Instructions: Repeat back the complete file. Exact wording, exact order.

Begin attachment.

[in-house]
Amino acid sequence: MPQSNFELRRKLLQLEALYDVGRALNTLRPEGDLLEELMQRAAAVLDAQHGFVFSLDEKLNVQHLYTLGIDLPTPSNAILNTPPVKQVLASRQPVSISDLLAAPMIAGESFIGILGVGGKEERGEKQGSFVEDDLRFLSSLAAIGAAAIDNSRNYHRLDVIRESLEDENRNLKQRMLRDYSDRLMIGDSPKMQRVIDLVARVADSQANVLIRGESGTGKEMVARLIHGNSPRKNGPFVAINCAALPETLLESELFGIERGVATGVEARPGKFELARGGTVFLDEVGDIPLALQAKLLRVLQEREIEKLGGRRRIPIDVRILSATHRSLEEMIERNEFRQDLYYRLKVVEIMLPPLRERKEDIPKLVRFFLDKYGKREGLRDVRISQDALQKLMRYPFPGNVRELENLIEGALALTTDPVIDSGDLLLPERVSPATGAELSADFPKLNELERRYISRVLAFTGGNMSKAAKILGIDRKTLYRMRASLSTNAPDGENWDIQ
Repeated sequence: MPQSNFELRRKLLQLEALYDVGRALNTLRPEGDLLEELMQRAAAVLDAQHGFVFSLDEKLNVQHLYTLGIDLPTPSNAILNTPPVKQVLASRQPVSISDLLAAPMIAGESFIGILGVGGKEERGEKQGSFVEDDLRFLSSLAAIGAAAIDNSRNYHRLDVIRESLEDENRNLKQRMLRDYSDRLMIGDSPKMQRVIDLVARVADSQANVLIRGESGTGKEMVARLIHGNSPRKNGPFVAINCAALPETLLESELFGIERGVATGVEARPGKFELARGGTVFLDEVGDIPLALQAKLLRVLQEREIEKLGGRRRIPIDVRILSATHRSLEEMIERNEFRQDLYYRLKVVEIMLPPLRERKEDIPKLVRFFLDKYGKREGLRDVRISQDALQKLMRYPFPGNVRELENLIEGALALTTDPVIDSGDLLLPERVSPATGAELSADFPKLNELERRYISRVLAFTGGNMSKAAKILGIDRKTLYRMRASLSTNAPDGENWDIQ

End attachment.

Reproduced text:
[in-house]
Amino acid sequence: MPQSNFELRRKLLQLEALYDVGRALNTLRPEGDLLEELMQRAAAVLDAQHGFVFSLDEKLNVQHLYTLGIDLPTPSNAILNTPPVKQVLASRQPVSISDLLAAPMIAGESFIGILGVGGKEERGEKQGSFVEDDLRFLSSLAAIGAAAIDNSRNYHRLDVIRESLEDENRNLKQRMLRDYSDRLMIGDSPKMQRVIDLVARVADSQANVLIRGESGTGKEMVARLIHGNSPRKNGPFVAINCAALPETLLESELFGIERGVATGVEARPGKFELARGGTVFLDEVGDIPLALQAKLLRVLQEREIEKLGGRRRIPIDVRILSATHRSLEEMIERNEFRQDLYYRLKVVEIMLPPLRERKEDIPKLVRFFLDKYGKREGLRDVRISQDALQKLMRYPFPGNVRELENLIEGALALTTDPVIDSGDLLLPERVSPATGAELSADFPKLNELERRYISRVLAFTGGNMSKAAKILGIDRKTLYRMRASLSTNAPDGENWDIQ
Repeated sequence: MPQSNFELRRKLLQLEALYDVGRALNTLRPEGDLLEELMQRAAAVLDAQHGFVFSLDEKLNVQHLYTLGIDLPTPSNAILNTPPVKQVLASRQPVSISDLLAAPMIAGESFIGILGVGGKEERGEKQGSFVEDDLRFLSSLAAIGAAAIDNSRNYHRLDVIRESLEDENRNLKQRMLRDYSDRLMIGDSPKMQRVIDLVARVADSQANVLIRGESGTGKEMVARLIHGNSPRKNGPFVAINCAALPETLLESELFGIERGVATGVEARPGKFELARGGTVFLDEVGDIPLALQAKLLRVLQEREIEKLGGRRRIPIDVRILSATHRSLEEMIERNEFRQDLYYRLKVVEIMLPPLRERKEDIPKLVRFFLDKYGKREGLRDVRISQDALQKLMRYPFPGNVRELENLIEGALALTTDPVIDSGDLLLPERVSPATGAELSADFPKLNELERRYISRVLAFTGGNMSKAAKILGIDRKTLYRMRASLSTNAPDGENWDIQ